Nature has always been a truly sacred place for me, but now I’ve actually lived in that sacred space. Any place where a person connects with God is sacred for that period of time; my father, being an outdoorsman at heart, taught me that at a young age. This internship has given me the gift of living that truth. It’s our connection with God that creates sacred space. For some people that might happen most easily in a city; God isn’t confined to one type of place. I count myself extremely blessed to have had this experience, which has revealed to me new ways to connect with God by giving me the natural space to open up to God.
I have also been transformed by living in this community through praying the Office together and having Eucharist daily. It has really changed the way I look at living overall. More than a few times I’ve gone into service in a foul mood and through reflecting on God with everyone, I see things in a different light and my mood lifts. Our focus here is always on serving God, even when we’re doing mundane tasks. This has helped me to see that living into myself, living into my passions and what makes me alive, being fully alive, is praising God. Looking at life through that lens has changed a lot of my criticisms of life into gratitude. – Rachael MacLagan
Something amazing is taking place in the gardens at Emery House. Whoever has done the gardening is just phenomenal: Flowers are constantly showing up. There’s something really remarkable about how there are always new rounds of flowers just showing up in the perennial gardens, taking the place of the old flowers and presenting a whole new kind of beauty. I don’t know much about gardening, or perennials, but this makes me want to learn, because I want to do more of this. I want to create that kind of surprising experience. I’ve come to care for the flowers in a way that is really a blessing, by seeing how land can be maintained in a way that’s actually quite beautiful. It’s inspired me and it’s something I want to take away with me when I leave: this desire to create beautiful landscapes around where I live.
I also hope to keep going to church. The liturgical life was something I hadn’t really experienced before, because I hadn’t been attending church before the internship began. In the beginning, it was so foreign to me, I had to rely on the other Interns to help explain what was going on. But now, after months of meeting in the Chapel three times a day, I love going to church! I don’t necessarily know what I believe about what’s going on in there, but I’m really into it. We’ve had weeks where we’ve been “off” from chapel services, and I’ve found I really missed them. I’m hoping to keep going to church when I leave here. On the whole, I hope to take things less seriously. You know, I had some ideas about the spiritual life coming in, and now they have a softer feel to them – which I think is good.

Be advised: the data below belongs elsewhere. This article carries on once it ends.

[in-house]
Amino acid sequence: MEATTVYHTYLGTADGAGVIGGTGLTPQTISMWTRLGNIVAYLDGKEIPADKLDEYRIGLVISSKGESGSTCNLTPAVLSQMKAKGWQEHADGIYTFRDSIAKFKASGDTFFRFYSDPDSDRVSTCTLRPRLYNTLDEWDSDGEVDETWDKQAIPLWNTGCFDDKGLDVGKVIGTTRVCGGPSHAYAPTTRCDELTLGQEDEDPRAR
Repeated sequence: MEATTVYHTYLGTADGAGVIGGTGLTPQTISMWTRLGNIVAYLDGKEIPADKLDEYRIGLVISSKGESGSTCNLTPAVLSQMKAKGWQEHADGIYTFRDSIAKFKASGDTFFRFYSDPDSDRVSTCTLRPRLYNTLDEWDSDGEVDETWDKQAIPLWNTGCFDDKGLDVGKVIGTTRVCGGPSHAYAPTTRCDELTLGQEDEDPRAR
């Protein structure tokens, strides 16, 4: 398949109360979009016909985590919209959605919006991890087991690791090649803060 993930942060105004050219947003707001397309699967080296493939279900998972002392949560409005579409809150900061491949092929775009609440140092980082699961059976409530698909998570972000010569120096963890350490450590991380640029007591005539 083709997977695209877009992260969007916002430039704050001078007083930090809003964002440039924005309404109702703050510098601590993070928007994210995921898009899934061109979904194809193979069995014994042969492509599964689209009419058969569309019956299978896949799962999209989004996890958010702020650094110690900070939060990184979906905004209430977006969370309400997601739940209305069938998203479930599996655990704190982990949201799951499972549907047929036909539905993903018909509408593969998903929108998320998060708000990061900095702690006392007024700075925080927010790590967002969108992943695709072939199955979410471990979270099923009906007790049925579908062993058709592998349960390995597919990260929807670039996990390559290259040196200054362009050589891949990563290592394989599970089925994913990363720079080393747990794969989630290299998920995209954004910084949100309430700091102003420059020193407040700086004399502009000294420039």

The most transformative thing about this whole experience has been being able to escape into my own space, wandering the grounds, being on my own. I’ve been doing a lot of work pulling up invasive plant species in the area: starting with Bittersweet, now a little bit of Japanese Knotweed. Just going out and getting into my own rhythm, trying to clean up the property, has been a real joy for me. I think there’s something profound about making a choice to actually kill some plants in order to give space for others. I’ve found it really powerful, this work of cleaning up space, creating space to let something else breathe. When I pull up the invasive species, I feel that I am giving the native plants more space to show up and thrive.
I think there’s a part of me that wants to be more free or more expansive, to feel less crowded out by invasive and stifling thoughts. Maybe it’s healing in that way. There’s also a growing desire to provide a more balanced or clean environment for the people who come here after me and for the future. I know I can leave the place more open for them. And in the process, I feel more open, too. – David Anick